The Department of Transportation (DOT) said today it will launch an audit later this month to help determine the impact on commercial truck drivers and the nation's supply chain of delays in the loading and unloading of cargo on the nation's surface freight docks.
In a statement, DOT's Office of Inspector General said drivers who are paid by the mile and whose workdays are capped by federal rules face the prospect of foregone wages due to delays at shipping and receiving facilities. Loading and unloading delays could lead drivers to operate at faster speeds to make deliveries within their hour-of-service requirements, the IG's office said. It may also compel drivers to operate beyond their legal limits and falsify their driving times, putting them in violation of the law and increasing the risk of crashes, the IG said.
The five-year transport-spending bill signed into law in December 2015 requires DOT to report on the effect of loading and unloading delays on the efficiency of the nation's transport system and the U.S. economy. DOT said the audit is designed to assess the caliber and volume of data on loading and unloading delays, and provide information on measuring the impact of delays on the trucking supply chain and the economy.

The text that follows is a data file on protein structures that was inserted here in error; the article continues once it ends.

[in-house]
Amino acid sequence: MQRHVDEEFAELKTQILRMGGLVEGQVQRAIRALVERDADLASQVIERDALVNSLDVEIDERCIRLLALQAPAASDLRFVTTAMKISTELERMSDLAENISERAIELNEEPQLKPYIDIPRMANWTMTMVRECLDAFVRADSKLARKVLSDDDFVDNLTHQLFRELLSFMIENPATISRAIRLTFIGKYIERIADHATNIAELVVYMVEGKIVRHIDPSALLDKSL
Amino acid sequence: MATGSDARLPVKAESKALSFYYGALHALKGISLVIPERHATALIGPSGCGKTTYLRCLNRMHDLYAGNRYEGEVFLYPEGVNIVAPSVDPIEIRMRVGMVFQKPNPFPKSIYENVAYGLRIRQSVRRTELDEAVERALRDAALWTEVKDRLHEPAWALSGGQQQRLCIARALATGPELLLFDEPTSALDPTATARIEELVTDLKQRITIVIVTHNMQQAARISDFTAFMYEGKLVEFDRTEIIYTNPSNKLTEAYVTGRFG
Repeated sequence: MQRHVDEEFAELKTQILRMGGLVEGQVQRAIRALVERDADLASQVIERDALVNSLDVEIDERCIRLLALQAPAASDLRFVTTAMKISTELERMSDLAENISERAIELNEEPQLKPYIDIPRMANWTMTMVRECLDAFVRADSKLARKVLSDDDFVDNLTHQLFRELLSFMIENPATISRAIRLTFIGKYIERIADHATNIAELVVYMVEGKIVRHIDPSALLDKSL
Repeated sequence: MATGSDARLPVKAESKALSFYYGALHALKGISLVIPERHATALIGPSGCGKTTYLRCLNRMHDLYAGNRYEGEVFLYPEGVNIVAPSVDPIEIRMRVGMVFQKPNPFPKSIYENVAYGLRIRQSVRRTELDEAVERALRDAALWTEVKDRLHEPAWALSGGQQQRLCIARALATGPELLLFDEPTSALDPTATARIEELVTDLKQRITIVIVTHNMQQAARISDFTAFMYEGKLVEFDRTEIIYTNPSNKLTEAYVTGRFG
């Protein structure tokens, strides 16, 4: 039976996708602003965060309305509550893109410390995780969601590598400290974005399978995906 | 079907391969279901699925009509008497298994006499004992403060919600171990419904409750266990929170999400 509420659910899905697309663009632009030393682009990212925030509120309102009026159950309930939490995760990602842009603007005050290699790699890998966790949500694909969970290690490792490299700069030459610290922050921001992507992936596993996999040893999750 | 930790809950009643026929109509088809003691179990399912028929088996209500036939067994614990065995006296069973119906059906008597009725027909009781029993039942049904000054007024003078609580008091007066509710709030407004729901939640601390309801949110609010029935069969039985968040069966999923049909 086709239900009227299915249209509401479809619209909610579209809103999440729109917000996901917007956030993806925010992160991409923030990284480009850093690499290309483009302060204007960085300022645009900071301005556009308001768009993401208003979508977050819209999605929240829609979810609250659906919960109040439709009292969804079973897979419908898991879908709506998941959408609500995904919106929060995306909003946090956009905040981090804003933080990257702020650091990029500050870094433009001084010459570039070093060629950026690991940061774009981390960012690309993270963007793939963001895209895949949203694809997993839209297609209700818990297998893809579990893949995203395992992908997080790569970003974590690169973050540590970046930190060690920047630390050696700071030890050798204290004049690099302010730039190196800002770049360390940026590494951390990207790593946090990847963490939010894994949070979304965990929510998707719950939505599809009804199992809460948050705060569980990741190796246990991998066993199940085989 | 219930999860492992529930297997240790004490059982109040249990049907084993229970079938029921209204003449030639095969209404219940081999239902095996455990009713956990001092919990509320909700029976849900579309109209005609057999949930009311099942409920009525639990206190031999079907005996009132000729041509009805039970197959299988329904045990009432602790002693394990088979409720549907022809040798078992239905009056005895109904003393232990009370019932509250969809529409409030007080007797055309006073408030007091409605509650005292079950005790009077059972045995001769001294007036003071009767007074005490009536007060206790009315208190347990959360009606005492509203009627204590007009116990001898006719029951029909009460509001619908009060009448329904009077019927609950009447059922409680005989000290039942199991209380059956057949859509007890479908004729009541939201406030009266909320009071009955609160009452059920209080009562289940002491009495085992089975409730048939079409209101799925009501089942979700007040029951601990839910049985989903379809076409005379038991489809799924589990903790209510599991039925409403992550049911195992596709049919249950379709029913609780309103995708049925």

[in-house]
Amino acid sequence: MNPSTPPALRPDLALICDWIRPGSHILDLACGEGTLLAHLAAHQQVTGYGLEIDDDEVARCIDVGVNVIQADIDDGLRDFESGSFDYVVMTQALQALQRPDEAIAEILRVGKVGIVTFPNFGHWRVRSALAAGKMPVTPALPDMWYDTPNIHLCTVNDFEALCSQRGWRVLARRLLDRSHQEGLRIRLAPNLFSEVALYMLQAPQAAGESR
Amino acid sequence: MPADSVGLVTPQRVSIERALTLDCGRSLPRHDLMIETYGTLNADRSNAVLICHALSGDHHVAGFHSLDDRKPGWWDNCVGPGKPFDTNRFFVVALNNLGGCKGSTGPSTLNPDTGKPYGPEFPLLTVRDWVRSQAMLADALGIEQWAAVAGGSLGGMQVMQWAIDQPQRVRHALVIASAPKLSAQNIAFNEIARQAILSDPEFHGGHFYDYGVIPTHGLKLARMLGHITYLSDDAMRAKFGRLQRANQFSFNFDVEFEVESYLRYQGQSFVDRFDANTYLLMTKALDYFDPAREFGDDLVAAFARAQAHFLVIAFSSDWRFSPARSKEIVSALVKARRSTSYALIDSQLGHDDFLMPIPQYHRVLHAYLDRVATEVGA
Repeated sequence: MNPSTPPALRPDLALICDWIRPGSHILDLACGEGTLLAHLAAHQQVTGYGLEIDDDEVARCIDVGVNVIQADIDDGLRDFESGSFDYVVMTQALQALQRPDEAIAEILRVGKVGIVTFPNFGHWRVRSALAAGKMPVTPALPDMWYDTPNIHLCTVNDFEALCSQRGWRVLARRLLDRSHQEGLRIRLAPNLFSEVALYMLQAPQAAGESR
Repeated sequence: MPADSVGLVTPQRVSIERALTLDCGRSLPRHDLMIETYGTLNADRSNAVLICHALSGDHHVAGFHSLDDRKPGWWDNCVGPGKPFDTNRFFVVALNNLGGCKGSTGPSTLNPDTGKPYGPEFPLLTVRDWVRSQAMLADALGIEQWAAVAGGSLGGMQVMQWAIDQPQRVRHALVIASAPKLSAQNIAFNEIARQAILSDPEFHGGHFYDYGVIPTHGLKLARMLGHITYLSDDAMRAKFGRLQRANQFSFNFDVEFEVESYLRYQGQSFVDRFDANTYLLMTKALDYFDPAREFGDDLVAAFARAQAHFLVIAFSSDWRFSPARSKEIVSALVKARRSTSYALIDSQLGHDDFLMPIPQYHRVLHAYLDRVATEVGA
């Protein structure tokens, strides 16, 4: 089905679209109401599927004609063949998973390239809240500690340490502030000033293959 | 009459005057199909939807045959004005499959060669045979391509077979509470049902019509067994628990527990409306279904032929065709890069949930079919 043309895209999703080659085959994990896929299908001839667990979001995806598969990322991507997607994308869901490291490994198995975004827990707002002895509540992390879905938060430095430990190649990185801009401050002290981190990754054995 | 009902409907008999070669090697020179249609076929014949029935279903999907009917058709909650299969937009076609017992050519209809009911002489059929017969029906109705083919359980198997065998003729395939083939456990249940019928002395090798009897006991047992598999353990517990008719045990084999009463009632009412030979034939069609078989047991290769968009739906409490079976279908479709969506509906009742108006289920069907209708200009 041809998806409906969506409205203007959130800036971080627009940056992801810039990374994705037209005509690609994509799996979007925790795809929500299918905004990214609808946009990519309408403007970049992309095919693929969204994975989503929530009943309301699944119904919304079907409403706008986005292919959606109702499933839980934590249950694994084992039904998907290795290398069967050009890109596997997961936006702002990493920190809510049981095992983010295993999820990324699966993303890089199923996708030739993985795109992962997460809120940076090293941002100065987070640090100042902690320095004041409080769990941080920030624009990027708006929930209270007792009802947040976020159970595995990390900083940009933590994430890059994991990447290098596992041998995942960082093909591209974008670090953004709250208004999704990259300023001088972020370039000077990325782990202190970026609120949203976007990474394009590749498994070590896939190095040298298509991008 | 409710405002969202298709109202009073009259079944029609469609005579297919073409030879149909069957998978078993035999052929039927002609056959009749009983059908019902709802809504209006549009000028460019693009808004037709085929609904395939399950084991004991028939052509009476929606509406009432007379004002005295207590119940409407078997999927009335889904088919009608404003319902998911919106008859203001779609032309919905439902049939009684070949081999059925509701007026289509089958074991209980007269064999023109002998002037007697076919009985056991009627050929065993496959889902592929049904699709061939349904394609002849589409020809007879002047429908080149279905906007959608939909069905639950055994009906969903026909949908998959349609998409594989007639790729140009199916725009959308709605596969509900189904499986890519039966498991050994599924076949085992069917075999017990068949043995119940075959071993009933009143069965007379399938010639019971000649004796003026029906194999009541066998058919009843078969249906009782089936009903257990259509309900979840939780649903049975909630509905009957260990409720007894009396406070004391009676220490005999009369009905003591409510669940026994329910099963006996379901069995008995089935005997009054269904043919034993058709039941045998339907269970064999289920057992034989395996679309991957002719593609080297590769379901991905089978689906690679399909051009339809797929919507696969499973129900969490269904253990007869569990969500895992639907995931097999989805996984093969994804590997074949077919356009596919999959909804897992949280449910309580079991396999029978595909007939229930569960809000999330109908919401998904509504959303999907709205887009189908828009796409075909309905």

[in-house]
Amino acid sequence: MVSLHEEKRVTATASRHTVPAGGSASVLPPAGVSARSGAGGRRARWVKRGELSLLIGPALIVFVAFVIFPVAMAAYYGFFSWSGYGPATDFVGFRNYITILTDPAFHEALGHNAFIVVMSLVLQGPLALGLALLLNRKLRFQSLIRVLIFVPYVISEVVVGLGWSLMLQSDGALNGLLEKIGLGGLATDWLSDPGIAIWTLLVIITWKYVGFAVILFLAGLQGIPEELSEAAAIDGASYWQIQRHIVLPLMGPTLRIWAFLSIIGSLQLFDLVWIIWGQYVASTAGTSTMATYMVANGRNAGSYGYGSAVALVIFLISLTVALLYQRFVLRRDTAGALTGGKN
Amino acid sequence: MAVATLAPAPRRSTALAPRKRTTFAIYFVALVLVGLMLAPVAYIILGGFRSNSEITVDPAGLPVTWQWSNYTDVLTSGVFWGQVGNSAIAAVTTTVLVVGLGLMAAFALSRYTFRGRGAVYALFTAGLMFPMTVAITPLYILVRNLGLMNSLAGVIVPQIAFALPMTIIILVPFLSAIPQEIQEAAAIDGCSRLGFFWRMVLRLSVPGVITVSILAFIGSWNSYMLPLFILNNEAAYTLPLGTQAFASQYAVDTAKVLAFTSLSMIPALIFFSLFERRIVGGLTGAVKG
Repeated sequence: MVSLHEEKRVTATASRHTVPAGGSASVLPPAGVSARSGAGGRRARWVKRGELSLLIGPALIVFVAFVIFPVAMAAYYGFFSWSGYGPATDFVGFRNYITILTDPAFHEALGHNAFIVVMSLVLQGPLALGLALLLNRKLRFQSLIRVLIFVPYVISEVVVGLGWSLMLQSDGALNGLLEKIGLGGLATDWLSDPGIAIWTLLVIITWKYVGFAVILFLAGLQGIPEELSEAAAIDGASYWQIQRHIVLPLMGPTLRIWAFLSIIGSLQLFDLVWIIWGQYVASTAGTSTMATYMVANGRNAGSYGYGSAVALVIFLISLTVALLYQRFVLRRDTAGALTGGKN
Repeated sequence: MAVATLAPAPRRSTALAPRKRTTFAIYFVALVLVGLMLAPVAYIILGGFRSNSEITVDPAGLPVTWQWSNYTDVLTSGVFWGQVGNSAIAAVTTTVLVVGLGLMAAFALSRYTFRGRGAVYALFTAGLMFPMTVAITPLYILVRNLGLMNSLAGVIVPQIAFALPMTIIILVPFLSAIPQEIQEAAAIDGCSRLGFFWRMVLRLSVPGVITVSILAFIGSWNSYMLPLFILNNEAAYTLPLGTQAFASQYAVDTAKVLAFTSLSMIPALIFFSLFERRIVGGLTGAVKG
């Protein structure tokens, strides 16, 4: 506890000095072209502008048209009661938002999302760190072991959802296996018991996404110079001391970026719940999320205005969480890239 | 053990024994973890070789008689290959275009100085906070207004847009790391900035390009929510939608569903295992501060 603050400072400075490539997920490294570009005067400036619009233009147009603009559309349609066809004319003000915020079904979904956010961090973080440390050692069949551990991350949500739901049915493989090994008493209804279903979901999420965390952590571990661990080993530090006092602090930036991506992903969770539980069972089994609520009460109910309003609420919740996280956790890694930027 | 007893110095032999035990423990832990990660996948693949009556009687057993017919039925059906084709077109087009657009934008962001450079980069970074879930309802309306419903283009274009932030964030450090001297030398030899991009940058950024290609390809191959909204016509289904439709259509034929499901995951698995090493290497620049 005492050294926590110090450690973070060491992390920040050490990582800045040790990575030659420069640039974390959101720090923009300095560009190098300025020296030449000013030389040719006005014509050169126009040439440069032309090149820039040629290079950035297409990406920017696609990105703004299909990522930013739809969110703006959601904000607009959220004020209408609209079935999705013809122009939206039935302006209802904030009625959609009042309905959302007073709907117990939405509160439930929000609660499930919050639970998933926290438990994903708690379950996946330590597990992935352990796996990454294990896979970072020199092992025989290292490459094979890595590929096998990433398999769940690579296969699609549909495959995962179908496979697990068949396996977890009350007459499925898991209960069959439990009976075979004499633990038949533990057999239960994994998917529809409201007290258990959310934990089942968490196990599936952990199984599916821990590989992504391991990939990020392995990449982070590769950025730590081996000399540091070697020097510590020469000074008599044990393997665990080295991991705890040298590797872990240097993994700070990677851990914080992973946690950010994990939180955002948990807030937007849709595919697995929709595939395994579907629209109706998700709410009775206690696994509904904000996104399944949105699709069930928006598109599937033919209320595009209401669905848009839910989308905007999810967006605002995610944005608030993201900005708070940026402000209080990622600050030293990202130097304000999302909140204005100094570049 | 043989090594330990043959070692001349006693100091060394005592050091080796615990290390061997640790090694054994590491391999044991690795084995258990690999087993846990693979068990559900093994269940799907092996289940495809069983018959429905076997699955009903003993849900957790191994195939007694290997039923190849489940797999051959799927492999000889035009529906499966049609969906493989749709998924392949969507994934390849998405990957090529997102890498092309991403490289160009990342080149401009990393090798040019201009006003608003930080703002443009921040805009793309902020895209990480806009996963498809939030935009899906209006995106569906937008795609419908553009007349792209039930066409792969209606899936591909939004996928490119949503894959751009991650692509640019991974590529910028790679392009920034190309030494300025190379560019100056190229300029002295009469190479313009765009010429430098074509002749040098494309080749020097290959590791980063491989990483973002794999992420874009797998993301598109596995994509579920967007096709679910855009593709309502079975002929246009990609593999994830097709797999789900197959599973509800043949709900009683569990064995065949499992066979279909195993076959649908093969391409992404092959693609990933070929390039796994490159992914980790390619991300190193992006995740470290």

The Federal Motor Carrier Safety Administration (FMCSA), a DOT sub-agency that oversees commercial trucking, freight forwarders, freight brokers, and bus operators, is required to issue regulations governing the data-collection process, the IG's office said.
The issue came on the radar screen late in the tenure of former FMCSA Administrator Anne S. Ferro. It quickly became a high-priority matter for the administrator. Loading and unloading delays are a problem that everyone is aware of. However, there has never been a formal data-collection process to quantify its frequency or its impact on truck labor, the industry, and the economy.
The Owner-Operator Independent Drivers Association (OOIDA), which represents independent drivers and micro fleets, said it hopes to help DOT "evaluate what we have known to be true for far too long: excessive wait times during the loading and unloading process have a negative impact on safety, cost society billions, and are part of the reason why the industry experiences high driver turnover rates." The American Trucking Associations (ATA), which represents large U.S. fleets, was unavailable to comment.